In a letter to his sister, Van Gogh described the church saying, “the building appears to be violet-hued against a sky of simple deep blue color, pure cobalt; the stained-glass windows appear as ultramarine blotches, the roof is violet and partly orange. In the foreground, some green plants in bloom, and sand with the pink flow of sunshine in it.”
The Viking Cruise tour group continued up a hill to the town cemetery, where we stopped at the ivy-covered graves of Vincent and his brother Theo. Mystery surrounds Vincent’s death, but the prevailing thought is suicide since he suffered from mental problems. He was supposed to be under a doctor’s care. History says he shot himself in the fields and somehow made it back to his room in the auberge (a French inn that provides meals). His brother was called and came from Paris. Vincent died soon afterward.
Theo wanted to organize a funeral in the church at Auvers, but the priest refused as Vincent was protestant and committed suicide.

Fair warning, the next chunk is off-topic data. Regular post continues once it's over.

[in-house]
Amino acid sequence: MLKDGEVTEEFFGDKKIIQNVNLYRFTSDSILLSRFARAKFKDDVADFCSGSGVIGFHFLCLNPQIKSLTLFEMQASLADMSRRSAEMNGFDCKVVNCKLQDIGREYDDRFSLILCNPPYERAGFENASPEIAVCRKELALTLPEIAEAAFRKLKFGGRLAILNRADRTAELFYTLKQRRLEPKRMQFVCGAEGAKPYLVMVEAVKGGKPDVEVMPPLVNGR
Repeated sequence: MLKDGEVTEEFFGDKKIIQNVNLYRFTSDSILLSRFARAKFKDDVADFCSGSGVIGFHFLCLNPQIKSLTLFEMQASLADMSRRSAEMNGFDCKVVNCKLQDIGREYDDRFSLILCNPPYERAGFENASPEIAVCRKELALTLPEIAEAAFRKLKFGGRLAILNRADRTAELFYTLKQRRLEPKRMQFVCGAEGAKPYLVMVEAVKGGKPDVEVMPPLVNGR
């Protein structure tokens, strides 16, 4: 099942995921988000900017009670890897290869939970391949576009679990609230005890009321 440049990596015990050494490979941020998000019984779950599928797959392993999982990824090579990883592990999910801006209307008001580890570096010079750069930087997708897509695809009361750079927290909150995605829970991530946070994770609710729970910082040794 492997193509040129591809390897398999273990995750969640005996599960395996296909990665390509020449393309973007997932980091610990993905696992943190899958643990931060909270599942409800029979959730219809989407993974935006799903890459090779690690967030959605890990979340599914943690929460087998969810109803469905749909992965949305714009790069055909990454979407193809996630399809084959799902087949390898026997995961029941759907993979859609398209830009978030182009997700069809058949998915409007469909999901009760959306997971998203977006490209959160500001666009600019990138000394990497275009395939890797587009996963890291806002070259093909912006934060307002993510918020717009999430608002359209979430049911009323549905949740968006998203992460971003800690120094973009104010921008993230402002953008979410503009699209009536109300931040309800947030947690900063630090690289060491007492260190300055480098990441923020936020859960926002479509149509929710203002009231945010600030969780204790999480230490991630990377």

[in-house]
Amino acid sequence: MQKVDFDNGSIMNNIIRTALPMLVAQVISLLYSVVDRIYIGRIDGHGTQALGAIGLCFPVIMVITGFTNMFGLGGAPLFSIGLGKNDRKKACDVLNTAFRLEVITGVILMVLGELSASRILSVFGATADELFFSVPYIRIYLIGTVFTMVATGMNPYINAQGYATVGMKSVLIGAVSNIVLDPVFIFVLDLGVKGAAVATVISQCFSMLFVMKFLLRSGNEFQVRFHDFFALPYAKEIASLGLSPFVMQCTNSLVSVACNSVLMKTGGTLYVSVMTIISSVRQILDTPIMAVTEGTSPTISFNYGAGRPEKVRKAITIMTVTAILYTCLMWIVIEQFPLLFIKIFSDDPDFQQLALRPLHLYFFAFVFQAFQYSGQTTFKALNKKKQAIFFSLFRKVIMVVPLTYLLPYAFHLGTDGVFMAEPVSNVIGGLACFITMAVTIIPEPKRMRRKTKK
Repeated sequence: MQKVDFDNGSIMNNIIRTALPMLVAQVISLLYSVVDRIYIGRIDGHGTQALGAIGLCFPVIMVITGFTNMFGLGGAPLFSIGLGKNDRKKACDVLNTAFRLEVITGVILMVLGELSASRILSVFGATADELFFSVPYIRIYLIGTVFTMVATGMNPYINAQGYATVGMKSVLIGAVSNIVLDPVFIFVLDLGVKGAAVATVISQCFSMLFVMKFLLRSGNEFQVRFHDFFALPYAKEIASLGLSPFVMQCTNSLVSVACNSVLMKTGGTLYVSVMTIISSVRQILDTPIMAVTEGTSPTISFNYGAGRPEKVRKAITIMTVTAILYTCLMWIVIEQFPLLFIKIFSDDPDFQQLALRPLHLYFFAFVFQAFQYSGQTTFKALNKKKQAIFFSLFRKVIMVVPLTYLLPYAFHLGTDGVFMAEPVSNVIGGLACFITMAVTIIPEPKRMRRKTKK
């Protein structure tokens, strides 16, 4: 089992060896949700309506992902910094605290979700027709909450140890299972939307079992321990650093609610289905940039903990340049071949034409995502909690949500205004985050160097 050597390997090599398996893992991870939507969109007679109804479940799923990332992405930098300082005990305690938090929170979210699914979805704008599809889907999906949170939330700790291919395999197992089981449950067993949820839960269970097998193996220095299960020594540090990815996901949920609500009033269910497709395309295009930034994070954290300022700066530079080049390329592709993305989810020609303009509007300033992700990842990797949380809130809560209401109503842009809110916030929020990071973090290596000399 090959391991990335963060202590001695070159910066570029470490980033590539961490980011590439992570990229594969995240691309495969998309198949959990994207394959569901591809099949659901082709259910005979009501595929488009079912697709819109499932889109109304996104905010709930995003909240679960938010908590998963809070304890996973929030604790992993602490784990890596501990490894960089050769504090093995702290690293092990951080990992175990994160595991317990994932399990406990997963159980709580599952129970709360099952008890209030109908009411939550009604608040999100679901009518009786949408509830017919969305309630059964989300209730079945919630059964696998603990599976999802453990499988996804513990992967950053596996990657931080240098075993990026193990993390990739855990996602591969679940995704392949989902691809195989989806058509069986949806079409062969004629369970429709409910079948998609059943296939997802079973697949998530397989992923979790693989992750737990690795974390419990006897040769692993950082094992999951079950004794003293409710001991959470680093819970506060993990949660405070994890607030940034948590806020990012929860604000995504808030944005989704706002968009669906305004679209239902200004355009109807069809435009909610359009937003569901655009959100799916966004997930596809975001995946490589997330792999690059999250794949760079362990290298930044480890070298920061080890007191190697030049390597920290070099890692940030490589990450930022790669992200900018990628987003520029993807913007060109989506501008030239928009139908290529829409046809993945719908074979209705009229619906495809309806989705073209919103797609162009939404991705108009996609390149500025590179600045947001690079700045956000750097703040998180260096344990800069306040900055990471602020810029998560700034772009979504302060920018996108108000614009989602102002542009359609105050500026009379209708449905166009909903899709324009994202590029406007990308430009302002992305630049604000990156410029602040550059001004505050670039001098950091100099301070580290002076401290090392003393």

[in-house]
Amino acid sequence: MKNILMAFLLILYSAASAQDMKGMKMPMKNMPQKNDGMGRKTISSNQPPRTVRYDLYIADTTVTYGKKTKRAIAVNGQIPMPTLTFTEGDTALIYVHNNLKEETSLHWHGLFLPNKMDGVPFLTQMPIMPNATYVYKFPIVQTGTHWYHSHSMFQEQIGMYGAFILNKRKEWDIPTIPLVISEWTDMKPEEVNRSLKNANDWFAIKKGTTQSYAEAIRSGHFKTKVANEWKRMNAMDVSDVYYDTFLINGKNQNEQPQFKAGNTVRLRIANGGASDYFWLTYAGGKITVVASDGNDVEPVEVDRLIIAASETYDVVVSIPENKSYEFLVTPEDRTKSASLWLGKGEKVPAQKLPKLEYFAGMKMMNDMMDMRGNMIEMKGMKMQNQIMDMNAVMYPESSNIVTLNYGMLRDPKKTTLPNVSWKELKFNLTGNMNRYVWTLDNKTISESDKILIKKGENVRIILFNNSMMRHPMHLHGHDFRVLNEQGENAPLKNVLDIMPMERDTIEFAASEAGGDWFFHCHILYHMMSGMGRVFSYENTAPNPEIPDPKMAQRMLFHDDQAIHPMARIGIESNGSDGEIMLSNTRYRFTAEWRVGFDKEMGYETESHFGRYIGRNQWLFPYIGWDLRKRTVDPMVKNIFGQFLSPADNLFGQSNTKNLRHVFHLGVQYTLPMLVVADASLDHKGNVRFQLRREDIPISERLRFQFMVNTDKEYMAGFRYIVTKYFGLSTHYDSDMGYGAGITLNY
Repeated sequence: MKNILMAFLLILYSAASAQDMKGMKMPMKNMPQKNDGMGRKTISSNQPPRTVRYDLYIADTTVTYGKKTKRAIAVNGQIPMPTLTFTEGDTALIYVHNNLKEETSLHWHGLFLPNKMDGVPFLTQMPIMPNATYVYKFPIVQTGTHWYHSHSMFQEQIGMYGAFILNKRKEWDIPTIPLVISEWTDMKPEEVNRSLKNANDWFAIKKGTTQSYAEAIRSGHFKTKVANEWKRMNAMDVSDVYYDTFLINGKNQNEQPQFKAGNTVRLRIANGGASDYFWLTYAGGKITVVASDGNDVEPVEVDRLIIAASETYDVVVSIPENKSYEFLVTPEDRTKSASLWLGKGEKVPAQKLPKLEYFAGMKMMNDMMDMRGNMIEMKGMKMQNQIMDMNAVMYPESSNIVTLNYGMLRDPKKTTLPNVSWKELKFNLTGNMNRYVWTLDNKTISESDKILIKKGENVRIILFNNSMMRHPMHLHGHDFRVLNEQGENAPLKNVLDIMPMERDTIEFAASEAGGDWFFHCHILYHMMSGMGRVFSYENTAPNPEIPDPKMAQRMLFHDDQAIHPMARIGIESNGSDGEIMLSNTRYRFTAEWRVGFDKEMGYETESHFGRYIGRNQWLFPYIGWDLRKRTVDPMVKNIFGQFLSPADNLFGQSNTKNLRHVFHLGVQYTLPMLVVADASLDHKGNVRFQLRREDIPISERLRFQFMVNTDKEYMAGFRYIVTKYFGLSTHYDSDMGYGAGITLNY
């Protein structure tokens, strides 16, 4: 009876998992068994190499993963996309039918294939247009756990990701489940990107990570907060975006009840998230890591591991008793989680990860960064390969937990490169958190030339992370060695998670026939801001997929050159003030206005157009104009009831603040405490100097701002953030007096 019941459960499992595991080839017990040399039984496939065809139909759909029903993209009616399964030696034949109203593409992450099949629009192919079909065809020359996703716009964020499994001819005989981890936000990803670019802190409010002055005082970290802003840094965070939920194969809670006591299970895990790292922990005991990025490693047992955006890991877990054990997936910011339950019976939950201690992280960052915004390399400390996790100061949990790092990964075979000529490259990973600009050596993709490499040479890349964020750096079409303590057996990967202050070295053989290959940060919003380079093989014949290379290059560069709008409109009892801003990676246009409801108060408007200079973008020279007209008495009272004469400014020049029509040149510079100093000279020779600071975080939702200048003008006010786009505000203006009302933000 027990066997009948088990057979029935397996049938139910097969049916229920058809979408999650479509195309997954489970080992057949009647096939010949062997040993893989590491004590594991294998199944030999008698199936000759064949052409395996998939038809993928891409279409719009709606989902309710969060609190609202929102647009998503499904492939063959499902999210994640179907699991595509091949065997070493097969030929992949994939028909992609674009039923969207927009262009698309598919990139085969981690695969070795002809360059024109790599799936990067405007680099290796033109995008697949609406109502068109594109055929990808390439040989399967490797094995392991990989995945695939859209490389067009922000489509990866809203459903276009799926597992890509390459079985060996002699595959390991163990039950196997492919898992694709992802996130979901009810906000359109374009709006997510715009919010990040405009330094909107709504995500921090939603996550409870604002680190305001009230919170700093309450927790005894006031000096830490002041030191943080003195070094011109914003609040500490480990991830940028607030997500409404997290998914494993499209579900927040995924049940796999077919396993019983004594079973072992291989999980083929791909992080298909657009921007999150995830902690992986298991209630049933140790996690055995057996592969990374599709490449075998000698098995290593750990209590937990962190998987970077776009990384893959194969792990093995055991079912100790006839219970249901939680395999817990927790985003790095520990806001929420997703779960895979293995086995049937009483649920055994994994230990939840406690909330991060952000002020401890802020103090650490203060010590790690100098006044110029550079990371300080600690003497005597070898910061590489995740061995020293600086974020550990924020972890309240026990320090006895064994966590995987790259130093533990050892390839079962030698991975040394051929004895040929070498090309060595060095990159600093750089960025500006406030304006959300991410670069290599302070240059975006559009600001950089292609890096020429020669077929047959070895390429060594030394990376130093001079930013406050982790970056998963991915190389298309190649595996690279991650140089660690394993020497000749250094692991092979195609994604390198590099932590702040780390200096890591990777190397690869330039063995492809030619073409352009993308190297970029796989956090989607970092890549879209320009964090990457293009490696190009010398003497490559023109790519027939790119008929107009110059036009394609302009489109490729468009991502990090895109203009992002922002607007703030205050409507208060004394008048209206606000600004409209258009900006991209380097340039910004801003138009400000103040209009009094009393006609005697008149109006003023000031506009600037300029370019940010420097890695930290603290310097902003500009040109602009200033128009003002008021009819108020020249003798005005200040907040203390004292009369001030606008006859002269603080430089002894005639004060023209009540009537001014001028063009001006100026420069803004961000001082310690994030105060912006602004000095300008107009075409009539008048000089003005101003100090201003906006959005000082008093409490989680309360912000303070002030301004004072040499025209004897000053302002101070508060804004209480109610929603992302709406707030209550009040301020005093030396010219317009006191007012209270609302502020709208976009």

As the tour left the graveyard, we noted the fields that inspired another Van Gogh masterpiece: The Wheatfield and Crows. (This painting is shown in the composite below.)
Vincent’s Last Home
We proceeded on to Auberge Ravoux, the artist’s final home. Only two or three people at a time could enter his tiny, dingy, rented attic bedroom. It was barely large enough to fit a small cot and seemed to emanate an aura of sadness. Hard to think of such a colorful artist living in these cramped and drab quarters.
A tour bonus at Auberge Ravoux included an excellent video/slideshow of art from the region. After seeing the area, I found it easy to imagine the scenes through the artist’s eyes.
I left feeling sad about Van Gogh’s short life, but appreciative that I toured this town. Ultimately, the way Vincent died doesn’t truly matter; what matters is that the world lost a creative genius: the man who gave us the spectacular work entitled Starry Night and his many colorful Sunflowers paintings. Vincent was only 37 years old when he died. RIP.